Sunday, April 09, 2006

More Happiness

Today, we turn to happiness research by Sorbonne economist Claudia Senik discussed in the NYTimes. Senik argues "that the struggle for a certain achievement may offer a peculiar reward all its own. Although many people seem quite goal-oriented -- especially when it comes to money, homes, cars, new kitchens and other goods that have become stand-ins for status -- maybe it's not so much having the stuff that people really enjoy, but the struggle to obtain it."

This makes sense. I think a similar process explains why people play the lottery. The actual expected return on a lottery ticket is pretty small (at 1 in 150,000,000 odds the jackpot for things like powerball has to be huge to have a positive expected payout). It doesn't make sense that people play the lottery as an investment strategy. Some might, but most, I think, are purchasing something other then a chance at $X. Instead, they are purchasing the opportunity to imagine what you would do if you won the $X. That can be alot of fun even if you know that you aren't going to actually win the lottery.

So since Im a huge dork, im actually reading a book called "Chances Are..." which discusses this exact topic. The author states "Almost since they first began, lotteries have been criticized as a tax on the poor. That may be so; but we should consider the alternative uses for the money. Five dollars will make little difference to a familys weekly spending; putting it away in the bank at two percent real return means that fifty years of saving might add up for an extra three years of penury in old age--$34,970. Yet the possibility, however remote, of winning real wealth provides its own rate of interest in dreams and hope. Will you buy the Ferrari first or go to Tahiti? Set up your children in houses or, as one lucky trucker did, drive around the highway system for a month, waving to your ex-workmates from teh open sunroof of a limousine. In fact, looking at the lives of so many who suddenly become rich, lotteries may actually do more for those who do not win than for those who do."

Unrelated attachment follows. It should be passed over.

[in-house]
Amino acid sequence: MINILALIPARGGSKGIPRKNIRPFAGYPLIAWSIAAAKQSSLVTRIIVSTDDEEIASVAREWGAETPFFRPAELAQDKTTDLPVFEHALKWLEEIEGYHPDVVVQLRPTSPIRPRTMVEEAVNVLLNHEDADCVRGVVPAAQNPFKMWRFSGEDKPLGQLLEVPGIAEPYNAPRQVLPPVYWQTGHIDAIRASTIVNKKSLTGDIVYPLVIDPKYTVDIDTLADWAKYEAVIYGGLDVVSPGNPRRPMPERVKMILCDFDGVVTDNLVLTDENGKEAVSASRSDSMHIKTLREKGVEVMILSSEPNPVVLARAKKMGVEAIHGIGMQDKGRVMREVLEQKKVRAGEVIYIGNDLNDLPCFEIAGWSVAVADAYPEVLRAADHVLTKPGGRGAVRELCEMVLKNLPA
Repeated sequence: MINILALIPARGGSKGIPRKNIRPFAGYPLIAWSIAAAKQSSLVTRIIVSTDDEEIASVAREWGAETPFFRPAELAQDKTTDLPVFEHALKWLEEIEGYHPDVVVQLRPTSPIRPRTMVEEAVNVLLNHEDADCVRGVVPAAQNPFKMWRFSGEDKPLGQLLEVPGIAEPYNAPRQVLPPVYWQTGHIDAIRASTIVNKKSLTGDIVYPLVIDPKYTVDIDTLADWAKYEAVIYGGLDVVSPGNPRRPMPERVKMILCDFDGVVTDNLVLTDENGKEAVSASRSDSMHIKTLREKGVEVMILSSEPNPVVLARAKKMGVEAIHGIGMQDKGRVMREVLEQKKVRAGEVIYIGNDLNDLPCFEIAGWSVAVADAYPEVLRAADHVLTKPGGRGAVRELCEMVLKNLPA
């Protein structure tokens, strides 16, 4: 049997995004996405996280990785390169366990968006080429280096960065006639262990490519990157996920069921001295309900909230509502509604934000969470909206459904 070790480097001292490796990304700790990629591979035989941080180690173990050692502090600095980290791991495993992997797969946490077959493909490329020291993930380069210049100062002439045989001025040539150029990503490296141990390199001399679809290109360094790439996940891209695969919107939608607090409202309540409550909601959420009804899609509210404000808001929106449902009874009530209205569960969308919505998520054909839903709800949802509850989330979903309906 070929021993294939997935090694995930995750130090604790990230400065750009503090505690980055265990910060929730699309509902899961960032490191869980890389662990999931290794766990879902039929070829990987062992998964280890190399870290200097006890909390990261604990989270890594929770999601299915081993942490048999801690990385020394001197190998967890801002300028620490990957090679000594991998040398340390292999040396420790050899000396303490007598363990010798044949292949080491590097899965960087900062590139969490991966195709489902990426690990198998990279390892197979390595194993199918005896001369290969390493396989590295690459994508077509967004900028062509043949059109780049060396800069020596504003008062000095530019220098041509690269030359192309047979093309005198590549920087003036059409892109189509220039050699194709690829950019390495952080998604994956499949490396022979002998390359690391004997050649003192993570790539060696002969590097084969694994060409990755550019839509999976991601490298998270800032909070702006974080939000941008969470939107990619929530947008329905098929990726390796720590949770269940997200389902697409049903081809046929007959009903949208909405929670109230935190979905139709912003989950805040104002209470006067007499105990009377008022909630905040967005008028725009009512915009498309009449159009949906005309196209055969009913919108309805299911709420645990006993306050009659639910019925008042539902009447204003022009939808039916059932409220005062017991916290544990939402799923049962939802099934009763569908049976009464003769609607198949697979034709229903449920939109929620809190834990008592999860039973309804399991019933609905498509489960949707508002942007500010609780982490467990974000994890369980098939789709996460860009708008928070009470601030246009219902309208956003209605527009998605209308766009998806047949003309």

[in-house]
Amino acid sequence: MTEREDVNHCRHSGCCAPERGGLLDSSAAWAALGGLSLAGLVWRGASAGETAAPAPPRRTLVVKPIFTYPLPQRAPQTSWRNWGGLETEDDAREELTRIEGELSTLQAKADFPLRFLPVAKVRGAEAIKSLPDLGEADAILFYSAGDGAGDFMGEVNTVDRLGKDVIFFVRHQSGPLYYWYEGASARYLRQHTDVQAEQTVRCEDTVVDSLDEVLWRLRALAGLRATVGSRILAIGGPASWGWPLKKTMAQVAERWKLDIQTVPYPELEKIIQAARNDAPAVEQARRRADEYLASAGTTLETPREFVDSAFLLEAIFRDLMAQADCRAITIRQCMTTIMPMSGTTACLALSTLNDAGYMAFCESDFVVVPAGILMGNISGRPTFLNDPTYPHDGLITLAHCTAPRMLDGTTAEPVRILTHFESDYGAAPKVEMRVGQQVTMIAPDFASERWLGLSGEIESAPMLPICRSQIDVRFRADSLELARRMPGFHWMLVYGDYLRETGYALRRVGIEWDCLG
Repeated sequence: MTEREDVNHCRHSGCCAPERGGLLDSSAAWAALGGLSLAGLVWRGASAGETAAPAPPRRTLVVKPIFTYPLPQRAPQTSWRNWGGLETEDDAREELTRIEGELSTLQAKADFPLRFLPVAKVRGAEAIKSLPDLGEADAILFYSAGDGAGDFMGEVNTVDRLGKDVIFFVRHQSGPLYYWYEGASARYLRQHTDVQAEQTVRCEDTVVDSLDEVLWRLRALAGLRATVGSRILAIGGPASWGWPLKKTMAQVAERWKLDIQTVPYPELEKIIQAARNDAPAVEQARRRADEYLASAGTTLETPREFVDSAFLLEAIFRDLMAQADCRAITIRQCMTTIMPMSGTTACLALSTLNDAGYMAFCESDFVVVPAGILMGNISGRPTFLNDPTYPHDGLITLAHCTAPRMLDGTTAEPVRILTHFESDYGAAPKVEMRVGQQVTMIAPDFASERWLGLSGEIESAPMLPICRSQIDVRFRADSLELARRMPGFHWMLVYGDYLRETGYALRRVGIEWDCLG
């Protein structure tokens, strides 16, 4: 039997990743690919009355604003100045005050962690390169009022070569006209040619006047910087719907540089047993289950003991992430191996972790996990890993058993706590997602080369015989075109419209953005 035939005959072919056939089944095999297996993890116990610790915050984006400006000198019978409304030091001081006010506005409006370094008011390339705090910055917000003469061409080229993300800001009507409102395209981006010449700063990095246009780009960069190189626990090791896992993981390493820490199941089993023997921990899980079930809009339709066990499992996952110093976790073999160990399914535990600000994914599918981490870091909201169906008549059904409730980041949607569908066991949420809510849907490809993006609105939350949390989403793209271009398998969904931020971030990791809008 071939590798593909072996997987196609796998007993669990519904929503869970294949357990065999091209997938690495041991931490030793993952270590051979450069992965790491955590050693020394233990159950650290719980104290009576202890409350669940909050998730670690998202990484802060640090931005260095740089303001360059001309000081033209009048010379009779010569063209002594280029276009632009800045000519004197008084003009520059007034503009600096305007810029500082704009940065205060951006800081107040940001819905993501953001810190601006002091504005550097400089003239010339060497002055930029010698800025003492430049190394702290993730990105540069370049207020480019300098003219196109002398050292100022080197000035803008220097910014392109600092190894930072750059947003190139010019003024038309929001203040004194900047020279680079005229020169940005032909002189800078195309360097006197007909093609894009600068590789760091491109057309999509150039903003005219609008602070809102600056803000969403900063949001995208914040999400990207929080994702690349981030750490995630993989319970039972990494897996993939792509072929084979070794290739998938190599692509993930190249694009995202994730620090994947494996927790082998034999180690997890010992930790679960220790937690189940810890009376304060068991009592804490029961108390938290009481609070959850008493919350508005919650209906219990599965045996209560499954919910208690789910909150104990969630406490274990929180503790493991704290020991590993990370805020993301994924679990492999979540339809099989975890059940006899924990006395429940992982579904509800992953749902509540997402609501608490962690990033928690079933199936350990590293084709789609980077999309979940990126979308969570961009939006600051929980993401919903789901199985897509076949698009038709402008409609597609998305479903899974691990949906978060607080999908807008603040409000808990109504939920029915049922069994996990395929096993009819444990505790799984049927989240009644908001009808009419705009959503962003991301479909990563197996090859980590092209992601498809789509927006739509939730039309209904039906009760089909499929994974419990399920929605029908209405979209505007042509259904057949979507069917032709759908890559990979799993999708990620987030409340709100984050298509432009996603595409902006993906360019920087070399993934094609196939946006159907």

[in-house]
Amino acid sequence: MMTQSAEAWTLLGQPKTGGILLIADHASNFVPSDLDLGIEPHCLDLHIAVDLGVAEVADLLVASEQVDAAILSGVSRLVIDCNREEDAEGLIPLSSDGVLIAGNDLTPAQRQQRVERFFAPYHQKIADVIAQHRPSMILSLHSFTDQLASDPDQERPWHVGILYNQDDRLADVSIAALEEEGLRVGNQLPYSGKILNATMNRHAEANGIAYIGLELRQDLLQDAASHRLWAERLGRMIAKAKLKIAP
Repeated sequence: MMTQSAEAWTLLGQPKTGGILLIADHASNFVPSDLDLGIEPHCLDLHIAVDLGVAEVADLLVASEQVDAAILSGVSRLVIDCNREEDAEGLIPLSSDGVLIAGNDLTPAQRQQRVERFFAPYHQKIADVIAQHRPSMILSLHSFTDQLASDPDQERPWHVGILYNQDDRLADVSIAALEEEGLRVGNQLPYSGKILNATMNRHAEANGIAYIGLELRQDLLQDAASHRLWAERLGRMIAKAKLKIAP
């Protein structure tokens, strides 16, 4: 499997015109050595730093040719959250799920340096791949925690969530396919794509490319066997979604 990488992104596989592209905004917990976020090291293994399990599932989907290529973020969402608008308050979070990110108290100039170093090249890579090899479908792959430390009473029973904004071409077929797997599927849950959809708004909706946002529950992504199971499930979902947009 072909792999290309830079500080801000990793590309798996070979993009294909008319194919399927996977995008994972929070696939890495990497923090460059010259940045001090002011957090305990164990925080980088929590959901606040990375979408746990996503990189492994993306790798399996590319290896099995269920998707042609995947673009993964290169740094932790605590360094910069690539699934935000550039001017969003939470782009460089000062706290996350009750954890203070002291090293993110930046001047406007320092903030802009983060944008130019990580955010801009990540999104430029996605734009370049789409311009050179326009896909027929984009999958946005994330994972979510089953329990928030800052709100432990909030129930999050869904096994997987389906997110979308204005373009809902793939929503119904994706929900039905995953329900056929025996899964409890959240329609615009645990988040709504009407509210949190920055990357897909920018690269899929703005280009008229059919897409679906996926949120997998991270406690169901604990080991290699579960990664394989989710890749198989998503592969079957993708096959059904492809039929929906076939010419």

And for those of you interested in playing the lottery regularly:
"think randomly...people draw diagonals and choose dates. Any winning sequence with a 19 or 20 is more likely to have multiple winners sharing a jackpot."

I think that this is really interesting. I would think that externalities such as dreaming of winning the lottery if you play would be accounted for in the price of a lottery ticket. But since the expected value of a lottery ticket is around 35 cents to the dollar, I find it hard to believe that externalities account for the remaining 65 cents. I wonder what other factors enter into the equation.
What I think is curious in this article is Senik's suggestion to enjoy the process of desiring the future object/state as much as the obtainment of that object/state. Though I think this is vastly important the approach seems a little off to me. According to the author, Dunleavey, of the NY times article, "Dr. Senik's research suggests that it's fine to crave the condo and the car as long as you realize there may be more pleasure in striving for those goals than in actually achieving them." This initially sounds great; I'm a firm believer of the idea that we need to generate happiness out of the present moment rather than a future event. Its the old saying, "enjoy the ride." But, if people were present enough to be able to enjoy the process of desiring a future good, it seems that they would no longer need to look to the future to obtain that good to begin with. Similarly, if you really crave something--say, a car-- and you're able to comprehend the fact that the car won't make you ultimately happy, are you still going to get excited about it to begin with? Won't knowing that it wont' be fulfilling kind of deflate your enthusiasm? It seems like a tough blend to find someone that can still get really excited about something (and be aware of the joy of the excitement), that they know will not necessarily make them happy. Ultimately though, being conscious of our desires may be the best we can do, as it is highly unlikely anyone will completely give up the hunt for acheivement and material prosperity. I suppose this article suggests somewhat of a middle ground, though anyone that becomes particularly good at enjoying the process rather than the outcome may buy less and put less effort into earning titles.
bryce did you post this to reinforce the fact that you love to watch us struggle with all the vagaries of environmental problems and the ever infamous bell curve?!
I would like to express my thoughts on the matter with the words of jonny mercer (sing this to yourselves):

You've got to accentuate the positive
Eliminate the negative
Latch on to the affirmative
Don't mess with Mister In-Between

You've got to spread joy up to the maximum
Bring gloom down to the minimum
Have faith or pandemonium
Liable to walk upon the scene

To illustrate my last remark
Jonah in the whale, Noah in the ark
Well what did they do
Just when everything looked so dark

Man, they said you got to
Accentuate the positive
Eliminate the negative
Latch on to the affirmative
Don't mess with Mister In-Between
No, do not mess with Mister In-Between

And just to add to my arsenal of cliches, sayings and puns, here's a little dictum to live by:
"if at first you don't succeed, lower your standards".
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